I don’t ascribe to the ‘slow gardening’ approach at this time of year which advocates leaving all the tidying up until the spring. I think it is fine if you have a garden that is grasses and late summer perennials but with a garden like mine that I like to look as good as possible all year and which is planted in the layer style it is important to keep on top of things. I’m not talking about putting the garden to bed for the winter – what a waste of a quarter of the year and so many delights. Instead I love to potter and tidy and consider. With the amount of rain we have had this month I am glad I take this approach as lifting the sodden thick layers of sycamore leaves revealed the hellebore flower buds above which were struggling to push their way through just as some of the bulbs were, you can see how little light has got to them.
Galanthus elwesii ‘Mrs Macnamara’
Back on the 5th December I shared my surprise at discovering a snowdrop about to open. Finally this weekend I have had the privilege of seeing the flowers fully open and this has helped me confirm that its identify is Galanthus elwesii ‘Mrs Macnamara’, a very elegant flower with long outer petals and a nice nodding head.
Galanthus elwesii ‘Mrs Macnamara’
The main borders have been tidied and cleared of leaves and decaying stems cut back. I still have the very back borders to do and I have a scheme around the compost bins that I am hoping I might get a chance to carry out before I return to work on the 4th January, which does seem a very long way away being next year! Though no doubt having seen the forecast I will spend more time day dreaming over seed catalogues and making plans for gardens to visit this year.
I have a weakness for books, for plants and gardens and for embroidery so to discover a book that brings all these together makes me very very happy indeed.
I came across a review of this book, The Embroidered Garden by Kazuko Aoki, in the latest edition of Stitch magazine and of course it was too late to ask for it for Christmas so, well.. I just ordered it for myself as an early Christmas present and I am thrilled with it.
I think my embroidery style is quite traditional. I see a lot of very contemporary embroidery, mainly machine embroidery, which doesn’t inspire me very often but there is something, to my mind, very special about some ‘simple’ traditional hand embroidery. However, this book seems to move it just a little along the path towards modernity because if you look very carefully at the front cover you will see that the hatching at the base of the arrangement is actually tulle which has been applied.
I also love this project which is a modern take on the Victorian obsession with collecting and displaying butterflies but in this case no butterflies will be harmed in the process. I think it would be fun to do this based on British butterflies and get it framed in a Victorian style frame and I love the butterfly brooch.
So I am a very happy bunny flicking through the pages and pondering what to have a go at first; in the meantime I must finish the cross stitch Christmas cards.
Hellebore Anna’s Red
I hate to say I have had a good gardening weekend when so many people are coping with floods or howling gales, but I have. At this time of year I think we are grateful for any time we can steal to get outside and work in the garden so I was thrilled to steal about 3 hours over the two days this weekend.
I have spent most of the time picking up leaves, weeding, and cutting back perennial flowers. I’m not a great one for leaving lots of winter debris as I believe this provides homes for slugs and snails and I think when you garden a space extensively you need to try to maintain good garden practice. I tend to start the Autumn/Winter tidy up with those areas that are heavily planted with spring bulbs so that I don’t damage emerging shoots. I’m a little behind due to the recent wet weekends so was really pleased to tidy areas such as the Asiatic Fern border, which I look at when I wash up. There aren’t many bulbs here as it is constantly moist throughout the year but as the ferns are wintergreen and this is their real season of interest I want them to look their best. I spent quite a bit of time removing the ever invasive Soleirolia soleirolii (Mind Your Own Business) which normally carpets this border and wondering what possessed me to plant it in the first place.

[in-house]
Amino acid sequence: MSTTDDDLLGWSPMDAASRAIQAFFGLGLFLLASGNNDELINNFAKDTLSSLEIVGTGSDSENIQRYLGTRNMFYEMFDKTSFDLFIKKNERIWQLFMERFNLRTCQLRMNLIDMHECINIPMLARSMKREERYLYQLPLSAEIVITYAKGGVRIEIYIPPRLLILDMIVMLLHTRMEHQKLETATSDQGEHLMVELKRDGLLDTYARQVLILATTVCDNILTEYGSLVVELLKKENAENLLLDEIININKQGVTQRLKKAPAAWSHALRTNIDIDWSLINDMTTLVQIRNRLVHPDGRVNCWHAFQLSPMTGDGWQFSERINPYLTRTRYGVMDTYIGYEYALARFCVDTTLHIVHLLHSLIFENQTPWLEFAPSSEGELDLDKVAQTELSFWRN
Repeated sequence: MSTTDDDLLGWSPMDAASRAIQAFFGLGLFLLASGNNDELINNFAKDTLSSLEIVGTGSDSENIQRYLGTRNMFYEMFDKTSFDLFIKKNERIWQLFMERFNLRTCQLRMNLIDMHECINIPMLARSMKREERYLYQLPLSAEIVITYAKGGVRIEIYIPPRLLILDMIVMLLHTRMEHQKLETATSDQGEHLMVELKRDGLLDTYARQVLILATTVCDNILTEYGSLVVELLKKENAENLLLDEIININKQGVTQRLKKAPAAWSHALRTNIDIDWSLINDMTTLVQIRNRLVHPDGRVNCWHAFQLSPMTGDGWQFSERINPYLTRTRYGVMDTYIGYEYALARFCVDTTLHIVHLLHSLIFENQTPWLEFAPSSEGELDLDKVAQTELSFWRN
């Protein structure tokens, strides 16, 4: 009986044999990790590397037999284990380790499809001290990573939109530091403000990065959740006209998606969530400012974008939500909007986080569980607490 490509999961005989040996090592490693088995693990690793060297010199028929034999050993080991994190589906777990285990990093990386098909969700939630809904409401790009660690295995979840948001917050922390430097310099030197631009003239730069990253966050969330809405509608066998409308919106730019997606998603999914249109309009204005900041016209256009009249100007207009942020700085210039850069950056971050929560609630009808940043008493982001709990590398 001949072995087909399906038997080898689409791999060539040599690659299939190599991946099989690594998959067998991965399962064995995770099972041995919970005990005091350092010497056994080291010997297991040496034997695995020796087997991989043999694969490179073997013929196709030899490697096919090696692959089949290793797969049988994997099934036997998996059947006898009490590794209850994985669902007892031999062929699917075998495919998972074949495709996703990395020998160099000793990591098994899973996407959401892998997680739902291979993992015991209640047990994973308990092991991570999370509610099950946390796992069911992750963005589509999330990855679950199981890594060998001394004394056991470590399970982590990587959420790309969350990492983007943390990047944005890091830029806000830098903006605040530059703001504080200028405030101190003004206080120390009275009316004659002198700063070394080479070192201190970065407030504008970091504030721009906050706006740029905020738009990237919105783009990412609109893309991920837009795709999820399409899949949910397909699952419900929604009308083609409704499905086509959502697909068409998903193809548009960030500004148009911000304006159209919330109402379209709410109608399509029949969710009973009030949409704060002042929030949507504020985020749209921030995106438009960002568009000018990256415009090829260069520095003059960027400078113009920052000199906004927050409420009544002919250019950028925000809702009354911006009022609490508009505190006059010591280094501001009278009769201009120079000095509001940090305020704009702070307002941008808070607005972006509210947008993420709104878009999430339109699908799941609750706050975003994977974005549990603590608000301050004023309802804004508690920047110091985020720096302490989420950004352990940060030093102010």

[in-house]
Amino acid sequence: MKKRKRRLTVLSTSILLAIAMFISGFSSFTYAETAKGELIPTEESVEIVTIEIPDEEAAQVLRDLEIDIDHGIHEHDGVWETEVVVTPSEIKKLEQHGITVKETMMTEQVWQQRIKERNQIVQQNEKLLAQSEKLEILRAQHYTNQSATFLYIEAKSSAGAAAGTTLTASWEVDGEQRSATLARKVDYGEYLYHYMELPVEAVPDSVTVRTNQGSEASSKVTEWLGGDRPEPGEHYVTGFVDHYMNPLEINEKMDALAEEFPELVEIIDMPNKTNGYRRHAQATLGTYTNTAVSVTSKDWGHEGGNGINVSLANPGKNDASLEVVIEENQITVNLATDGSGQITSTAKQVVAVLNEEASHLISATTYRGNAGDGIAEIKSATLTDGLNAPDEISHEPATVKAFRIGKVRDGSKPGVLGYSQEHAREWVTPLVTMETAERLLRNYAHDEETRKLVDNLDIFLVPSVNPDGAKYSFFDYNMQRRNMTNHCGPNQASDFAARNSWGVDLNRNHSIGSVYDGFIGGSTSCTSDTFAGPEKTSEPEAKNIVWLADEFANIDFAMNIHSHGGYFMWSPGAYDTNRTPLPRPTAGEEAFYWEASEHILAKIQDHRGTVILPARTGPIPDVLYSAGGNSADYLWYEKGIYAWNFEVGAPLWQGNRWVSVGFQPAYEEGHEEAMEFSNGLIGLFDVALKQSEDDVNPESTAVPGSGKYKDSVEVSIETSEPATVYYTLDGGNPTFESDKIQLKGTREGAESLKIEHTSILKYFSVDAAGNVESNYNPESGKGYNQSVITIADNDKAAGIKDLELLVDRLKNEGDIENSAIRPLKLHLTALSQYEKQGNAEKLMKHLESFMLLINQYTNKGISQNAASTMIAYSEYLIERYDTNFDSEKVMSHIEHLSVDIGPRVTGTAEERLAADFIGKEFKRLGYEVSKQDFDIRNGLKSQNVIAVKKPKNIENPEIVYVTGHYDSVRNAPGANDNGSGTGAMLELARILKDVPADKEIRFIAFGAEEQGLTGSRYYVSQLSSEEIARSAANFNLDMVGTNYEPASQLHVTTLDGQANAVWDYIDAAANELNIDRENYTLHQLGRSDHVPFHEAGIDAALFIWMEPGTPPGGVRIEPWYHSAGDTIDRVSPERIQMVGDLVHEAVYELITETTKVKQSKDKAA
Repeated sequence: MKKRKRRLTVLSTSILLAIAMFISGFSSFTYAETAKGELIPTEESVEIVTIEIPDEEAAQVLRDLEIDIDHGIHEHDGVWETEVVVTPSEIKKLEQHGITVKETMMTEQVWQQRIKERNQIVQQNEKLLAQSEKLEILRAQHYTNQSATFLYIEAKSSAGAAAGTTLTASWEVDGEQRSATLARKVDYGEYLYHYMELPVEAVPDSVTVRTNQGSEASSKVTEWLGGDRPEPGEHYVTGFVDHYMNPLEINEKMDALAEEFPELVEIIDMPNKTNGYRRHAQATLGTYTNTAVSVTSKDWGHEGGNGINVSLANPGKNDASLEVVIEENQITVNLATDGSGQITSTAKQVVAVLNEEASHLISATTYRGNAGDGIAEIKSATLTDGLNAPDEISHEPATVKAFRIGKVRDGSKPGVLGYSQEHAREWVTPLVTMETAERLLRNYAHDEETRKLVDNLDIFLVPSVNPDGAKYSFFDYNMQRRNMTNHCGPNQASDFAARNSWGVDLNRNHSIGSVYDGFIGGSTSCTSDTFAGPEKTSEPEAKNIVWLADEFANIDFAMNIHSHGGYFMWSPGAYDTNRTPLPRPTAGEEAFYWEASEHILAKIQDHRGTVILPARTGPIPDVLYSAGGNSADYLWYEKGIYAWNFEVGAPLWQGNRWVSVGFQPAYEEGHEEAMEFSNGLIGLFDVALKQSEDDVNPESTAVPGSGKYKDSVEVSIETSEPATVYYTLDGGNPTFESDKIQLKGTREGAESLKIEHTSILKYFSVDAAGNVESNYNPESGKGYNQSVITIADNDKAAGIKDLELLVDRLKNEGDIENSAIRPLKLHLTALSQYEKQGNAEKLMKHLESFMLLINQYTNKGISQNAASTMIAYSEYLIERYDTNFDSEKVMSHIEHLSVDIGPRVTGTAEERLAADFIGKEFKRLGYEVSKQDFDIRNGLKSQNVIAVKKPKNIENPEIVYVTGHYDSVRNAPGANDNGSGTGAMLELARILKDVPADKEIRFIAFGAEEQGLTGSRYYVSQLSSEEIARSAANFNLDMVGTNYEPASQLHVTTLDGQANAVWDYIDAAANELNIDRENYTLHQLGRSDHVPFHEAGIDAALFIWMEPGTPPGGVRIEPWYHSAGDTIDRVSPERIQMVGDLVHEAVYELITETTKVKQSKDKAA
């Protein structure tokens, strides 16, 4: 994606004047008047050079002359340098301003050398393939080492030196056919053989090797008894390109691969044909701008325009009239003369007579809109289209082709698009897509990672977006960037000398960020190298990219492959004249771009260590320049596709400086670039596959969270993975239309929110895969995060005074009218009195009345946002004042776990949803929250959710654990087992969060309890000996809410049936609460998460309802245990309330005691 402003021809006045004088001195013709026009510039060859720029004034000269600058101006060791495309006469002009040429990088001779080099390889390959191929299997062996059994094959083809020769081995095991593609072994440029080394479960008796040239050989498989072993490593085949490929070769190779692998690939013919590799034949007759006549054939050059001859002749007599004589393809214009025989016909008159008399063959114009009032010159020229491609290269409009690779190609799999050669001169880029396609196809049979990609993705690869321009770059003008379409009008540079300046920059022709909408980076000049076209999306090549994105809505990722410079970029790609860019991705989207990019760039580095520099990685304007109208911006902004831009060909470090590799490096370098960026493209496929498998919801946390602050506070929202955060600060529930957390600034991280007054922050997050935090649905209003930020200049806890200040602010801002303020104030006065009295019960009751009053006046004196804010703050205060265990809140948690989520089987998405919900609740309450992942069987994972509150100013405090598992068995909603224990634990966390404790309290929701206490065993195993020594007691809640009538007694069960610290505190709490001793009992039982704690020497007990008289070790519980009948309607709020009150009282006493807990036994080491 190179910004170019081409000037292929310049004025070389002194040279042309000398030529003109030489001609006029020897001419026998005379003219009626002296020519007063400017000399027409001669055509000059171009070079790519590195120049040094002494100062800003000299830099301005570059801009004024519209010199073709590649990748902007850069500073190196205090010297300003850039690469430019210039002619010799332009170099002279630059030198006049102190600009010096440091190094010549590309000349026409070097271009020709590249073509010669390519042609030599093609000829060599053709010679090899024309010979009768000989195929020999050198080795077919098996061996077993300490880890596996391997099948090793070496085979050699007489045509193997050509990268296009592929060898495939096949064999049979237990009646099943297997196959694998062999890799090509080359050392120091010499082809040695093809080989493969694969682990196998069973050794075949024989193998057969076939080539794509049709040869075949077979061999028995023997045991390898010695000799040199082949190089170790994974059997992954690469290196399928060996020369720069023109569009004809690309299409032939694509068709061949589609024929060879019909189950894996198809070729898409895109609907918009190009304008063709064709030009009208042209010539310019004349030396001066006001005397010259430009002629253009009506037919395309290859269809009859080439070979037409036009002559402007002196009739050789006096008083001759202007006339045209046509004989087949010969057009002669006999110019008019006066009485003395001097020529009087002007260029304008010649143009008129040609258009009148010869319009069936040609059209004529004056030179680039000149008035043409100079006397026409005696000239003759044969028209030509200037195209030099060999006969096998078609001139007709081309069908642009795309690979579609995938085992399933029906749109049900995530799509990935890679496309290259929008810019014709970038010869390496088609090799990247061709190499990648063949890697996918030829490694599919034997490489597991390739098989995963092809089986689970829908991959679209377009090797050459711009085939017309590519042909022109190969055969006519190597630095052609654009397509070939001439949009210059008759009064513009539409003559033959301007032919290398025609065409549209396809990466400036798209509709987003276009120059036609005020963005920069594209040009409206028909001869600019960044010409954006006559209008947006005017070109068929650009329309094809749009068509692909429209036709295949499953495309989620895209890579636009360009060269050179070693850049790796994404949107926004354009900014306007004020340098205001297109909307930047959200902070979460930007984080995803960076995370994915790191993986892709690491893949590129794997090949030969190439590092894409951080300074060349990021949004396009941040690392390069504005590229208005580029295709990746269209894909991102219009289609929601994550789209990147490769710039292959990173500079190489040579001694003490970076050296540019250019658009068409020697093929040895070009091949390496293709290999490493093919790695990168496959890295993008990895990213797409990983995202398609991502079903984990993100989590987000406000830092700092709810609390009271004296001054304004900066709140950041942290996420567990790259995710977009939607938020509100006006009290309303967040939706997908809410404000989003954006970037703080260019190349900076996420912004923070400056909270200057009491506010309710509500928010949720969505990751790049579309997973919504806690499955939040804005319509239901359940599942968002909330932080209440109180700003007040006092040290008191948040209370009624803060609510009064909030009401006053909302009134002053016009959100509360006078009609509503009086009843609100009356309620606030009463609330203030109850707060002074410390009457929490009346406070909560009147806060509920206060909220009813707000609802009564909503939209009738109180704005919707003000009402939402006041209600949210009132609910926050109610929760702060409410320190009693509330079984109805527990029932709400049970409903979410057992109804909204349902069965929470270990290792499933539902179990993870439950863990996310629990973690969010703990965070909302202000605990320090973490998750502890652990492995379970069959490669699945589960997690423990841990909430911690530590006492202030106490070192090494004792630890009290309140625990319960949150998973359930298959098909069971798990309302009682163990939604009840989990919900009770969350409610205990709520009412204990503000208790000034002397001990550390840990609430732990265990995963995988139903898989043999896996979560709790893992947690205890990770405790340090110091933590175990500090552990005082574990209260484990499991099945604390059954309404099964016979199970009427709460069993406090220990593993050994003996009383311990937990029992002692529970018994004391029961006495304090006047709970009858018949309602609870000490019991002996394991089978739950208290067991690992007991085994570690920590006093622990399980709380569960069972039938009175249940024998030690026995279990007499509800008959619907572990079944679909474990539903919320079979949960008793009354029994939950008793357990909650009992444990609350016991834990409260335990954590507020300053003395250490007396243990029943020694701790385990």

There are more ferns on the slope. Different ferns which like a bit of better drainage. This border is also full of spring bulbs so it was delightful to clear away the debris of the fallen leaves and spot shoots pushing through the soil. As you can see, if you look carefully, there are some random self-sown plants appearing. I think the grey leaves at the top of the border is some form of thistle and I am inclined to leave it to see what it does. I have also found a Geranium palmatum seedling which is good as I love that geranium but I am wondering what the border will look like in the summer with its mad big pink flowers everywhere – I can always move it if need be though.
Tidying up revealed that the Crocus speciosus had been flowering but for some reason not well. Some of the plants have long lax stems, some of the flowers haven’t formed properly barely covering the stamens and some flowers have been eaten. I can understand the cause of the latter but I don’t understand the first two problems. The crocus are meant to flower in late September/October, roughly when I planted the corms. I wonder if the mild wet weather have confused the crocus causing the lengthening and weakening of the stems. Whilst some were covered in leaves which might add to the problem, there are just as many growing in this way where the leaves were removed a while ago. Hopefully next Autumn they will flower better and create the lilac haze I was hoping for alongside the top steps.
Clearing the leaves also allows you to discover all sorts of delights. As I posted last time I discovered the first snowdrop of the year yesterday, I suspect it might be Mrs McNamara. Today I spotted another one with the first signs of a flower forming, this time I know it is Galanthus plicatus ‘Colossus’ as the label is still there. It appears that this snowdrop often flowers around Christmas so I think it is on track to do that.
Also found where the fat buds of Hellaborus niger; an extra flower stem this year so I think it is safe to say that this plant is well and truly established now although it has taken many years to achieve this. I also spotted that some of the other hellebores were already budding up to the point that I removed the leaves from Hellebore Anna’s Red and one other. I am waiting for the buds on the other hellebores to be a little bigger before I remove the leaves. And then there are the Epimediums to think about – I need to work out which I should remove the leaves on and which not, oh dear….